That'll Be The Day
Buddy Holly Lyrics


Well, that'll be the day, when you say goodbye
Yes, that'll be the day, when you make me cry
You say you're gonna leave, you know it's a lie
'Cause that'll be the day when I die

Well, you give me all your loving and your turtle doving
All your hugs and kisses and your money too
Well, you know you love me baby, until you tell me, maybe
That some day, well I'll be through
Well, that'll be the day, when you say goodbye
Yes, that'll be the day, when you make me cry
You say you're gonna leave, you know it's a lie
'Cause that'll be the day when I die

Well, that'll be the day, when you say goodbye
Yes, that'll be the day, when you make me cry
You say you're gonna leave, you know it's a lie
'Cause that'll be the day when I die

Well, when Cupid shot his dart he shot it at your heart
So if we ever part and I leave you
You sit and hold me and you tell me boldly
That some day, well I'll be blue

Well, that'll be the day, when you say goodbye
Yes, that'll be the day, when you make me cry
You say you're gonna leave, you know it's a lie
'Cause that'll be the day when I die

Well, that'll be the day, hoo-hoo
Well, that'll be the day, hoo-hoo
Well, that'll be the day, hoo-hoo
Well, that'll be the day

Lyrics © Peermusic Publishing
Written by: Buddy Holly, Jerry Allison, Norman Petty

Lyrics Licensed & Provided by LyricFind
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Comments from YouTube:

bhollyfan hardin

i really like the guitar playing on this version recorded in 1956 and this in Buddy Holly playing lead guitar i always thought it was Sonny Curtis playing lead but in a recent interview with Sonny he said Buddy played all the lead guitar on this song while he played rhythm guitar............

Bert

I LOVE BOTH VERSIONS!

5.56x45mm

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James Dunne

Nashville hadn’t a clue how to record Rock “n” Roll back in 1956, and Owen Bradley believed to have said that “that’ll be the day” was the worst song he’d ever heard. In January ‘57, a newer version was recorded in Clovis, New Mexico by an unknown group called “The Crickets” and it became a million seller towards the the end of 1957.Nashville on the other hand, later got wind of the fact that it was Buddy Holly who was fronting the Crickets. feathers must’ve hit the fan in the offices of Nashville bigwigs because they didn’t renew Holly’s contract and dropped him from the label, what did they do? they rushed released Buddy’s previous Nashville recordings and tried to cash in on his name. Goes to show there were wolves in the record industry, and they still exist!!!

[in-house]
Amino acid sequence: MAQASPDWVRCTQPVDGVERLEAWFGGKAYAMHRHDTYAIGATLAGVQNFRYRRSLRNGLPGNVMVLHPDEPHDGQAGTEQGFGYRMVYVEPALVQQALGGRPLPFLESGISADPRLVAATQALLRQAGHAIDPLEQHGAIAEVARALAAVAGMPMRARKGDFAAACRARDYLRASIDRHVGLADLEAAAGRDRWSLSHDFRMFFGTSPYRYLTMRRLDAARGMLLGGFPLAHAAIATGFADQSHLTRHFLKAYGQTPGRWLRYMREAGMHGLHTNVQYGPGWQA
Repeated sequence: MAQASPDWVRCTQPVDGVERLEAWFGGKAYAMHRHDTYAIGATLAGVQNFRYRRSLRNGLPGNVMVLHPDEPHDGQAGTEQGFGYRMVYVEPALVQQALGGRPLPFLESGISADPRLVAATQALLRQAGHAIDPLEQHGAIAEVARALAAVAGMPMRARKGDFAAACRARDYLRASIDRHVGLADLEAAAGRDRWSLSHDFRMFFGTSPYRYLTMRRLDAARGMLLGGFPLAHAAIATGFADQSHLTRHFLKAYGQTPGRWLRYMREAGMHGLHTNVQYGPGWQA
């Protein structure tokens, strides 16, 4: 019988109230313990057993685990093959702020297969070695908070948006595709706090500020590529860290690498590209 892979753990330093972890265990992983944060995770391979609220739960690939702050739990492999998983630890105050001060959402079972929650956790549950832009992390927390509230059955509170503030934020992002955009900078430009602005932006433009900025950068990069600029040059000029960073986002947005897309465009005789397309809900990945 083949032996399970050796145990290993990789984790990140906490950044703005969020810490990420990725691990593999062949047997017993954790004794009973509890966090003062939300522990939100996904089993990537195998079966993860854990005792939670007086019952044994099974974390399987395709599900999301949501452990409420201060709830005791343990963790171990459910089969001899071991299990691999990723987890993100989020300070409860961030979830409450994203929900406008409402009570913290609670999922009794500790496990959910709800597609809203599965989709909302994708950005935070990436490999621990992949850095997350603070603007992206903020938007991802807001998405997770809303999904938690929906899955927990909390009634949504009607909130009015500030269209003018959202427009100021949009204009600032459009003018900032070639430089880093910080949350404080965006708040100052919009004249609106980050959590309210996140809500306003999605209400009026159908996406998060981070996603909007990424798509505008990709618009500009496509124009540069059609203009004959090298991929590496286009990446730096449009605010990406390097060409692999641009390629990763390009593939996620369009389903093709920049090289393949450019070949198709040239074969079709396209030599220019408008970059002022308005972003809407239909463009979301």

Leslie Kelley

I actually like this version than the version that was a hit.

Herbert

@FiendishPickle - Indeed, this is rockabilly.

FiendishPickle

It has a rawness that the other version lacks.

David Rotter

He actually performed a more "quintessential" vocal take on the Brunswick version, almost like between the two, he had perfected the various inflections that he would surely employ for the 1957 sessions. The Brunswick version doesn't have the same "Prominent Slapback Echo" nor as much "Hillbilly" in the Vocal like this has. Another interesting thing about this earlier take is his Guitar playing.... He seemed to already know how he wanted the song to be arranged, but on this take, he plays a bit more and again, it seems as though he went through the same process that helped to transform the Vocal... There's absolutely no question as to his utter brilliance as a Songwriter, Producer and Musician. This was the 50s, no boutique amplifiers, no pedals, no custom strings, no stereo although he did record overdubs.... Just a Stratocaster and a Fender Amp.... Amazing!

Herbert

Good, thoughtful synopsis. The hillbilly quotient is what does it for me. This version is mountain dew, the latter version is bottled pop.

Montgomery Denzer

Man they had IT

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